Barbed Sutures and the Potential Risk of Small Bowel Obstruction

Starting date:
May 31, 2018
Posting date:
May 31, 2018
Type of communication:
Dear Healthcare Professional Letter
Subcategory:
Medical Device
Source of recall:
Health Canada
Issue:
Medical Devices, New safety information
Audience:
Healthcare Professionals, Hospitals
Identification number:
RA-66930

Audience

Healthcare professionals in hospitals, including hospital chiefs of medical staff,  departments of surgery, emergency medicine, family medicine and other relevant departments.

Key messages

  • Health Canada is aware of international reports of small bowel obstruction (SBO) associated with the use of barbed (knotless) suture devices used in various abdominal or pelvic surgeries. The barbed suture can hook onto the small intestine and potentially cause a post-operative blockage.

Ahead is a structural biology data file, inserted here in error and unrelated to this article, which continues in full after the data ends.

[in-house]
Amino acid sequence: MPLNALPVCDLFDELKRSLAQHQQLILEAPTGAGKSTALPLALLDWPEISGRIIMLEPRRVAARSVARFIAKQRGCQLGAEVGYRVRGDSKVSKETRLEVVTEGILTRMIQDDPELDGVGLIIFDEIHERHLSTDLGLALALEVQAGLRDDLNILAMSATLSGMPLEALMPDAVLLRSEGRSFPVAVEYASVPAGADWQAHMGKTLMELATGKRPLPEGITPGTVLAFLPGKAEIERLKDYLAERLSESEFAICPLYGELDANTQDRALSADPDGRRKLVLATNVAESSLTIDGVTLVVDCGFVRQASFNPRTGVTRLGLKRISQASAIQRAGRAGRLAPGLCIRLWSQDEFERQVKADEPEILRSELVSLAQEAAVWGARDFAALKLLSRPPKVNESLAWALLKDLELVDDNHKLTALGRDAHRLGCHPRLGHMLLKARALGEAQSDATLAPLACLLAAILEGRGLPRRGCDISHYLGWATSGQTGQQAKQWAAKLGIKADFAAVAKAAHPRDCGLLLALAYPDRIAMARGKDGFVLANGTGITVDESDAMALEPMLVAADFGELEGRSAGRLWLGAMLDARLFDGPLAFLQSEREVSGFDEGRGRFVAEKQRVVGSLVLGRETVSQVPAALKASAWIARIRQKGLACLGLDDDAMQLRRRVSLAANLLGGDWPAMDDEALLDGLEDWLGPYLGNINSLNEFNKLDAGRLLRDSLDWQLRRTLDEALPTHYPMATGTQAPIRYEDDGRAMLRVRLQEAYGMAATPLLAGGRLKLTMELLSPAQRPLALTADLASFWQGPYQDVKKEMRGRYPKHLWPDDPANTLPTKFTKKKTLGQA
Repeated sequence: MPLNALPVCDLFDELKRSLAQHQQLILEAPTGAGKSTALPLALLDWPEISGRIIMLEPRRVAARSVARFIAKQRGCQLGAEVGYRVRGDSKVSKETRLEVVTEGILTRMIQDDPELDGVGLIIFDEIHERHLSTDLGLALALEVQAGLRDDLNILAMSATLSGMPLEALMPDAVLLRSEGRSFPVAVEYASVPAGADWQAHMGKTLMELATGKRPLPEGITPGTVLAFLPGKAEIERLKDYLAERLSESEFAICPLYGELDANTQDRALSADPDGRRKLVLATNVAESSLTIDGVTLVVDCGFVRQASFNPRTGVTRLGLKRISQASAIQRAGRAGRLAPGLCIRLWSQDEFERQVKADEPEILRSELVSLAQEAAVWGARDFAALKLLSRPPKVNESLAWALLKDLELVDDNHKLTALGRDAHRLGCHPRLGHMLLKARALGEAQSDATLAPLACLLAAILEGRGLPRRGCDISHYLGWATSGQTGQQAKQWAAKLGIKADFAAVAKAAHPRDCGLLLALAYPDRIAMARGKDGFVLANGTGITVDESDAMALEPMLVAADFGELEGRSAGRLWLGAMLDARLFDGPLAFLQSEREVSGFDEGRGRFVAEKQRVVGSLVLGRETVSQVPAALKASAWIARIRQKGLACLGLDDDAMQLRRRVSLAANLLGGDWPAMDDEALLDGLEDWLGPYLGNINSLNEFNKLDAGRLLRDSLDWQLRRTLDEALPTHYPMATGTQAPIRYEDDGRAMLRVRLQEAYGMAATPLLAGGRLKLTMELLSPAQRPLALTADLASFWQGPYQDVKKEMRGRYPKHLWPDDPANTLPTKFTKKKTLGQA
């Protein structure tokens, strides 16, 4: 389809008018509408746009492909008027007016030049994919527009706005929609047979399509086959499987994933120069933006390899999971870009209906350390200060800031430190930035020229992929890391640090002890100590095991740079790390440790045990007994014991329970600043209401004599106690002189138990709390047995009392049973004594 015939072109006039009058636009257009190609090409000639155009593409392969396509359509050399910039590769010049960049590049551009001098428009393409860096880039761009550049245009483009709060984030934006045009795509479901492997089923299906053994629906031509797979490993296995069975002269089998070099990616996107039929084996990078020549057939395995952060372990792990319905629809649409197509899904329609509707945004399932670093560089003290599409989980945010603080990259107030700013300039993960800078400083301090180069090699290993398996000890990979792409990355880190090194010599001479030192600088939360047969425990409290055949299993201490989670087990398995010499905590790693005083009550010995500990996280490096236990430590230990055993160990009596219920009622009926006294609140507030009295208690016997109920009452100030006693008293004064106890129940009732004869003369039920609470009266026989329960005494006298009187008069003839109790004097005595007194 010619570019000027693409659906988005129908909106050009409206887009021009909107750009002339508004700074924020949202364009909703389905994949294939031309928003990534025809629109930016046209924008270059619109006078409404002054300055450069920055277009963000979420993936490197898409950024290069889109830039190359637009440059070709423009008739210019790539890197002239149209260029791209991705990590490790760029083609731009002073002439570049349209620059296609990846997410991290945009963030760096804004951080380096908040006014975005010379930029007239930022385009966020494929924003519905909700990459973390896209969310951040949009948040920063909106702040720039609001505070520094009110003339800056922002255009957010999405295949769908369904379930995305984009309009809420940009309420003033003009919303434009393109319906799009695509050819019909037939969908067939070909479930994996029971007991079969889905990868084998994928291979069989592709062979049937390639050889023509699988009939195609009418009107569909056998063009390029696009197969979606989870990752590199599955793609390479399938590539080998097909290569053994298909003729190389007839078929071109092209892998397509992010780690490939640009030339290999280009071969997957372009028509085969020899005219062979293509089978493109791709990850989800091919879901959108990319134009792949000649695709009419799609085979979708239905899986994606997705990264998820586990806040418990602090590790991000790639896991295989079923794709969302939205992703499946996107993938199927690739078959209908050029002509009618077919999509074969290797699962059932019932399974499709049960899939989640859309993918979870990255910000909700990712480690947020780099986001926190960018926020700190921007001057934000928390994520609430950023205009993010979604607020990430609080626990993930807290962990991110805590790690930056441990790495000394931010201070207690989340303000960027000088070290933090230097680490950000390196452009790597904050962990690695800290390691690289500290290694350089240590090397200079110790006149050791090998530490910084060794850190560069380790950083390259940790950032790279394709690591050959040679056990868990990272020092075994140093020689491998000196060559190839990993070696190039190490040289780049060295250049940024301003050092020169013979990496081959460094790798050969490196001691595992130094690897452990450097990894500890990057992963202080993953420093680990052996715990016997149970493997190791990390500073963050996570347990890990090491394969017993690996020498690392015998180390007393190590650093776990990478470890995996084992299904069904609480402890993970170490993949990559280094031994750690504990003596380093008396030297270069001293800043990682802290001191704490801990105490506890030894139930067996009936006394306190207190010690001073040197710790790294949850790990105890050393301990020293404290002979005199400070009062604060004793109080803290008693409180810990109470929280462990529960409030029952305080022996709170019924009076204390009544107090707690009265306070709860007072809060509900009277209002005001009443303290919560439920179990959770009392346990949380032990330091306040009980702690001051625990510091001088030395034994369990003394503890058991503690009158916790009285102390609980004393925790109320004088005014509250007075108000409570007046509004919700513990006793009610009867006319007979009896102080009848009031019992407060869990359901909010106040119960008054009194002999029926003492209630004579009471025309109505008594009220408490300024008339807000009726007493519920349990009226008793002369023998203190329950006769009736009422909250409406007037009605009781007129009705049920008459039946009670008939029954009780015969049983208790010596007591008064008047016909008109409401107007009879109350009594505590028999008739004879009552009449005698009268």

• Healthcare professionals are advised to consider barbed sutures as a possible explanation in surgical cases showing post-operative signs/symptoms of SBO when these devices have been used during closure.
  • Health Canada is working with relevant medical device manufacturers to update the labelling for barbed suture devices to include this safety information.

         

Issue

A Health Canada safety review confirmed a potential risk of small bowel obstruction (SBO) associated with the use of barbed (knotless) sutures used in surgical wound closure.

Products affected

Medical Device Name Manufacturer Device Licence Numbers
V-LOC 180 Wound Closure Devices Covidien LLC 81056, 85189, 89650, 90982
Quill Knotless Tissue-Closure Devices Surgical Specialties Mexico 79116, 87496, 87896, 90848
Stratafix Spiral Knotless Tissue Control Devices Angiotech Puerto Rico 95456, 95457, 95459
Ethicon LLC 90875, 97348
Surgical Specialities Mexico 87496, 87896

Background information